Soccer Sisters: Differences define the LSU siblings - lsureveille.com: Soccer

Soccer Sisters: Differences define the LSU siblings

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Posted: Wednesday, October 2, 2013 9:18 pm | Updated: 12:41 am, Thu Oct 3, 2013.

At first glance, it’s easy to spot the differences between Nicole and Mariel McLaughlin.

Mariel’s a bit taller. Nicole smiles a bit bigger. Mariel plays in midfield, whereas Nicole defends the back line. But the contrasts go much deeper than outward appearances suggest, and everyone around the LSU soccer program knows it.

“They’re a combination of the best of friends but two very different people,” LSU coach Brian Lee said. “They’ve got a great sisterly relationship. Nicole’s a little more social, whereas Mariel is a little more academic. Nicole’s a little more serious, and Mariel’s a little funnier.”

The differences don’t stem from a need to prove anything — Mariel said being the younger sister hasn’t put a chip on her shoulder. But Mariel, a redshirt freshman, has always been two years behind Nicole, dating back to their playing days at Melbourne Central Catholic High School in Cocoa Beach, Fla.

Nicole, currently a junior at LSU, was a star at Melbourne, earning first-team All-State recognition in 2010. Mariel followed closely in her sister’s footsteps, garnering multiple All-State accolades while being named Melbourne Central Catholic’s most valuable player from 2010 to 2012. On occasion, Mariel would even sometimes play for Nicole’s club team despite the age gap.

Nicole and Mariel anchored their high school squad during its 2010 regular season. But when Nicole suffered an ankle injury on senior night before the playoffs started, Mariel carried the squad on its deep post-season run to the state semifinals.

“[Mariel] is very smart and knows the game very well, so she can read what to do and when to do it,” Nicole said. “She has a mentality where she’s not going to let someone beat her, and a lot of people could not beat her in high school.”

The sisters denied having any sibling rivalry because they never had to compete for the same position, but they did agree that having someone to train with made the work easier. Training for the McLaughlins was a family affair – they played soccer with their older brother and his friends while striking up a running regimen with their mother and older sister.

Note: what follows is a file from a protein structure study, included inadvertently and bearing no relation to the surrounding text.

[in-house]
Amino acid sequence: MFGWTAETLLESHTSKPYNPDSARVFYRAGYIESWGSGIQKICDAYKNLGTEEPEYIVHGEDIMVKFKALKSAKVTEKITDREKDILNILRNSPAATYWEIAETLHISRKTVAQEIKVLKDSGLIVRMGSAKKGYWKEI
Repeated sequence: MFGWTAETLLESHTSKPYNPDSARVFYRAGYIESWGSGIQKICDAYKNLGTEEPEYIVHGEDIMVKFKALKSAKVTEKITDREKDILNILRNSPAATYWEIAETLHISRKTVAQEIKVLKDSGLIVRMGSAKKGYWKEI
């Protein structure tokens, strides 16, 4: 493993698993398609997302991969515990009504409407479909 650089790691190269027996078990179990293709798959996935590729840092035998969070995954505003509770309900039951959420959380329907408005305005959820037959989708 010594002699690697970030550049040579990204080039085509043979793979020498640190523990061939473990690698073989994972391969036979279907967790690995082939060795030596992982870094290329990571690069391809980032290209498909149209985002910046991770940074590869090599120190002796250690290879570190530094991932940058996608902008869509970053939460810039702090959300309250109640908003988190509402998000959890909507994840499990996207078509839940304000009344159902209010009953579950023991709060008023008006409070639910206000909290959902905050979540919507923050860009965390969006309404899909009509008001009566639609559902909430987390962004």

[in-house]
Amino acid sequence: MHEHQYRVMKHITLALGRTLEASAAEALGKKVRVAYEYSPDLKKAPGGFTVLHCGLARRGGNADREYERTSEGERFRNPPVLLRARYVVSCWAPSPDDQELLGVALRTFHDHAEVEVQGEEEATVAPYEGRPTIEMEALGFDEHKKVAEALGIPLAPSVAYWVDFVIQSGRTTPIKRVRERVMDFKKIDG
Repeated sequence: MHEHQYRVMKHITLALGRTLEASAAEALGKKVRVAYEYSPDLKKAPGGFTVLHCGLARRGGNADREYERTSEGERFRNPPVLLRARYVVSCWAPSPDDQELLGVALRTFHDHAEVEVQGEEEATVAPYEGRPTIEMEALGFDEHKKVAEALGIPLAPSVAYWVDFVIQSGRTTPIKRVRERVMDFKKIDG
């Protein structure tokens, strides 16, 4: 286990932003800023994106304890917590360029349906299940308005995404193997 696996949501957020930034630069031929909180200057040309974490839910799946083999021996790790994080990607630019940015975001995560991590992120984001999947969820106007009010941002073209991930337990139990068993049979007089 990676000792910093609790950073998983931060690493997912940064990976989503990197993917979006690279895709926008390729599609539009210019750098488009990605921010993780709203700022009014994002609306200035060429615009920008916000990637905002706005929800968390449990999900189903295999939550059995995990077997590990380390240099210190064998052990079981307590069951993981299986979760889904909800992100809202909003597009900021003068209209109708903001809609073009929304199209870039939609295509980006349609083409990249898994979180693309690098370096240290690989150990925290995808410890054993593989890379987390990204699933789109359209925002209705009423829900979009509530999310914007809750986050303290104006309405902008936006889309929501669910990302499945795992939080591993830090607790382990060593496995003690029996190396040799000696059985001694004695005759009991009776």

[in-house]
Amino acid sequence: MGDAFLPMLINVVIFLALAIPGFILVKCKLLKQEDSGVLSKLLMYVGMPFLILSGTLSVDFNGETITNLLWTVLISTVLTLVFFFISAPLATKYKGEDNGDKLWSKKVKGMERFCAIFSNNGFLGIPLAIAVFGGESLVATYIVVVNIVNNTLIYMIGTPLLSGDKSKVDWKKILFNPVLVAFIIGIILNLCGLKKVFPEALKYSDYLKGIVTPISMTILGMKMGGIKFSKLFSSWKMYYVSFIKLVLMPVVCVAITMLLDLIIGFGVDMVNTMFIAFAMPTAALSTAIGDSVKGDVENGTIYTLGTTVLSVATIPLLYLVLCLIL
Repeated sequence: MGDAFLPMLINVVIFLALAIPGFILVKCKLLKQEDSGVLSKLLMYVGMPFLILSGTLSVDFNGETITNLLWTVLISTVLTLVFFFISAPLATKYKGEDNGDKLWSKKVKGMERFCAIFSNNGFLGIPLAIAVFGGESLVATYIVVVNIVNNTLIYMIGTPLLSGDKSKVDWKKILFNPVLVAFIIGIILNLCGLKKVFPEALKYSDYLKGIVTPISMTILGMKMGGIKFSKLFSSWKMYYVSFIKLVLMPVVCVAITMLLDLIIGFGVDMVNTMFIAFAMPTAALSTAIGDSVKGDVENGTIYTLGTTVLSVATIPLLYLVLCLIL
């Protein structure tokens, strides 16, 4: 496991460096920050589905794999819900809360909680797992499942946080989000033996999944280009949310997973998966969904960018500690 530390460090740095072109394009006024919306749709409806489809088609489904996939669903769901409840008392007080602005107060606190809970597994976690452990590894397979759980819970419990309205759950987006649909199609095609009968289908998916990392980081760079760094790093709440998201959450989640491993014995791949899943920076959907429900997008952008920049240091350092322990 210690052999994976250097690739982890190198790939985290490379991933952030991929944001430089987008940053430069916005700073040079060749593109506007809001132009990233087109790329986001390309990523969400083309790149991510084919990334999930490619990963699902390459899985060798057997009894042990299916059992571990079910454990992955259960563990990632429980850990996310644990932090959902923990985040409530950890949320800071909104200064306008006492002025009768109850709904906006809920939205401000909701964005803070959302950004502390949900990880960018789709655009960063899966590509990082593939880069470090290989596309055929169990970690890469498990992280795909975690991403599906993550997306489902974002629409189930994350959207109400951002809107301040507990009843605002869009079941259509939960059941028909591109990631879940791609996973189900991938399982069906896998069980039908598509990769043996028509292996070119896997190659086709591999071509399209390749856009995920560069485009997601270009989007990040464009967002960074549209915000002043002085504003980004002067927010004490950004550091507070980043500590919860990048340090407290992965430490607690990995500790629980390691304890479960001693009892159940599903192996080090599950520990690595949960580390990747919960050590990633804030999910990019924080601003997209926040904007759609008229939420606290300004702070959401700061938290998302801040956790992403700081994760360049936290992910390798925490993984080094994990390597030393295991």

“It’s not like playing together affects our relationship,” Nicole said. “We’ve always worked together to be fit enough to do the running when we got to be here. Over the holidays and summer, we are able to work together and motivate each other in order to be ready to be here playing together.”

Mariel praised Nicole’s work ethic and said she was a constant source of motivation.

“[Nicole] works really hard,” Mariel said. “All through high school, she was the hardest working player on the field. I had never played with somebody who worked that hard, and it’s really nice to play with her because you can tell that she cares and has a lot of passion.”

Senior defender Addie Eggleston, who lives with Nicole, said the sisters are total opposites. Eggleston noted the lack of hostility between the sisters, claiming that Nicole and Mariel balance each other out despite their differences.

Nicole participated in seven games during her first two years at LSU, and she and Mariel have both played in three matches this season. Though neither of the McLaughlins has made an impact on the score sheet, Lee raved about how well they embrace their roles.

“They’re both wonderful examples to their teammates of hard work on and off the field,” Lee said. “Their demeanor and personalities are exactly what you need, whether it’s as a starter or a reserve. They give their best, and they’re smiley and happy, so they really help foster a winning environment.”

Through the years, Nicole and Mariel have always unflinchingly supported each other. Success for one means success for both, but there are some who don’t buy the absence of sibling rivalry.

“I think they have a little rivalry,” Lee said. “Mariel’s got a little younger sister rivalry in her. So for the coaches, it’s fun when they compete against each other. It’s something we get a little chuckle out of because I do think it raises their intensity a little.”

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